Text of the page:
Seamus Allardice took part in his first SwimRun in Wilderness on the 13th and 14th of September. The concept of swimming and scrambling (or Swambling) down the Kaaimans River was the hook, but the Torpedo SwimRun Wild provided far more adventure than just those four early kilometres.

See, how much fun does Swambling look?

We spent the weekend camping at SAN Parks’ Ebb and Flow campsite.

What is a SwimRun you may ask?

The answer is simple, it is exactly what it says on the tin. It’s a sport in which you swim and run, without any transition or change of apparel, your way along a designated route. The routes can be ultra-long, like the original ÖTILLÖ SwimRun in Sweden, or short and manageable like the Torpedo SwimRun Val de Vie. Each event though features the same mix of adventure and competition, with athletes carrying everything they need with them throughout each run and swim.

The name explains it all, you swim and you run. You only stop to eat and drink at water points. There are no triathlon style transitions or complicated kit choices.

The Gear

Depending on water temperatures SwimRuns can be undertaken with or out without wetsuits. Other than that, the gear choices are pretty flexible. Most Torpedo SwimRun Wild competitors raced in trail shoes, though some chose to take part in surfing booties or water shoes as those provided more grip on the mossy rocks of the Kaaimans River. Some had invested in lightweight and quick draining SwimRun specific shoes even.

Trail shoes are all you really need. Though a wetsuit, swimming googles, pull buoys and hand paddles are handy optional extras.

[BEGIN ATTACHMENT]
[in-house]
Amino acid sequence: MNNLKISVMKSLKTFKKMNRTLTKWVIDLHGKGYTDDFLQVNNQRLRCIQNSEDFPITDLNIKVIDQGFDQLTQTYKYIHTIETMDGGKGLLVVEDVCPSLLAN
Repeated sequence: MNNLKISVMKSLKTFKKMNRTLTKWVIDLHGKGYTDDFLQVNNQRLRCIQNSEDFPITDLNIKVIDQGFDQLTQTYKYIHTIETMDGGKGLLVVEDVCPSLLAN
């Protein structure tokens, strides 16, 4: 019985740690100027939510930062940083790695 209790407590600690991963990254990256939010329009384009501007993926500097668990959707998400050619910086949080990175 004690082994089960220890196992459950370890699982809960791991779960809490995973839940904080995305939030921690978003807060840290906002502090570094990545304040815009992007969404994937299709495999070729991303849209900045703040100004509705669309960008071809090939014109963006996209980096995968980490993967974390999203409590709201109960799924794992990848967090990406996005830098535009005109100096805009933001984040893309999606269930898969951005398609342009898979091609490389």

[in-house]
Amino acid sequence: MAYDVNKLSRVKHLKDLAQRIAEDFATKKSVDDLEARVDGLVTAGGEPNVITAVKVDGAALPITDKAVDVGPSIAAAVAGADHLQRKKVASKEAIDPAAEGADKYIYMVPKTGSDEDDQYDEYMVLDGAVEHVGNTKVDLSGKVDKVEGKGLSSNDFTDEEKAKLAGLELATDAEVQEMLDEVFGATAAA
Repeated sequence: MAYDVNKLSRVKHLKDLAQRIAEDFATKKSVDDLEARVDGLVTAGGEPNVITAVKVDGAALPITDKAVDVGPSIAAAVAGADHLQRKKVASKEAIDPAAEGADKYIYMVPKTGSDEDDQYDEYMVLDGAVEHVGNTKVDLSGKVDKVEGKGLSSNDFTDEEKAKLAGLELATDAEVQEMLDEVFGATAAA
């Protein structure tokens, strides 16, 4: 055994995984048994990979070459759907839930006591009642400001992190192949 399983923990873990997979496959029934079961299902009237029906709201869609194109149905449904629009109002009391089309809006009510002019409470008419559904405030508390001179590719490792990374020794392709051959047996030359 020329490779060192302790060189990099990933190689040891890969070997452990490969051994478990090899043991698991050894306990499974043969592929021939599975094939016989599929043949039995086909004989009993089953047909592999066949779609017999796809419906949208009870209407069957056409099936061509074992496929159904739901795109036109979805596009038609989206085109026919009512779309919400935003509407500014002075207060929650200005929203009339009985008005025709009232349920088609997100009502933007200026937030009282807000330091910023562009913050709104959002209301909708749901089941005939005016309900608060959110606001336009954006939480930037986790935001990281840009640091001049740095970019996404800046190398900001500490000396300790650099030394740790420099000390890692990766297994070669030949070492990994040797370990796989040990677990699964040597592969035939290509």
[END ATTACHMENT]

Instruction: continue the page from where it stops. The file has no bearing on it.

Torpedo provides high visibility bibs and swimming caps, which most people chose to combine with swimming googles for the swims (which they carried for the runs). A popular addition to the race day gear was a pull buoy, which athletes modified so that the buoy could be strapped to their leg while running and rotated into place between their legs to provide additional buoyancy while swimming.

Note the pull buoy.

The final bit of gear, which was the only thing I would have liked to have utilised too, are hand paddles. A number of more experienced SwimRunners made use of hand paddles to speed up their swims and in hindsight they would have been very beneficial. As a strong but not fast or frequent swimmer I found my fingers got tired towards the end of the long swim legs and I could have done with the added paddle power.

A wetsuit helps with buoyancy and hand paddles make swimming a bit faster.

All about the Fun

The Torpedo SwimRun Wild is all about the adventure and the fun. It starts with a, six-kilometre-long, Friday afternoon Prologue in and on the banks of the Touws River. With the race village set up at SAN Park’s Ebb and Flow North Campsite the scene for the event was idyllic. We set out to explore the deep indigenous forests on the Prologue route which features five kilometres of running and a kay of swimming, all in the river. Taking part in teams of two we set out, many of us on our first SwimRun experience, into the wild. Beautiful forest singletracks led to quick swims in the cola-coloured waters of the Touws. While the air was warm the water was rather chilly and I quickly decided that there was no way I’d be racing without a wetsuit for the full twenty-six-kilometre route on Saturday.

Zane Schmahl setting out on the Torpedo SwimRun Wild Prologue.

I have no idea how long it took anyone else to complete the Prologue course but it took us just under an hour. Which absolutely flew by. It could not have been any more fun.

Swim number 1 of the weekend.

Into the SAN Parks Wilderness forest singletracks.

Great trails!

Acceptable swim avoidance techniques.

The cola-coloured waters of the Touws River were not exactly warm but were not too cold for non-wetsuit wearers either.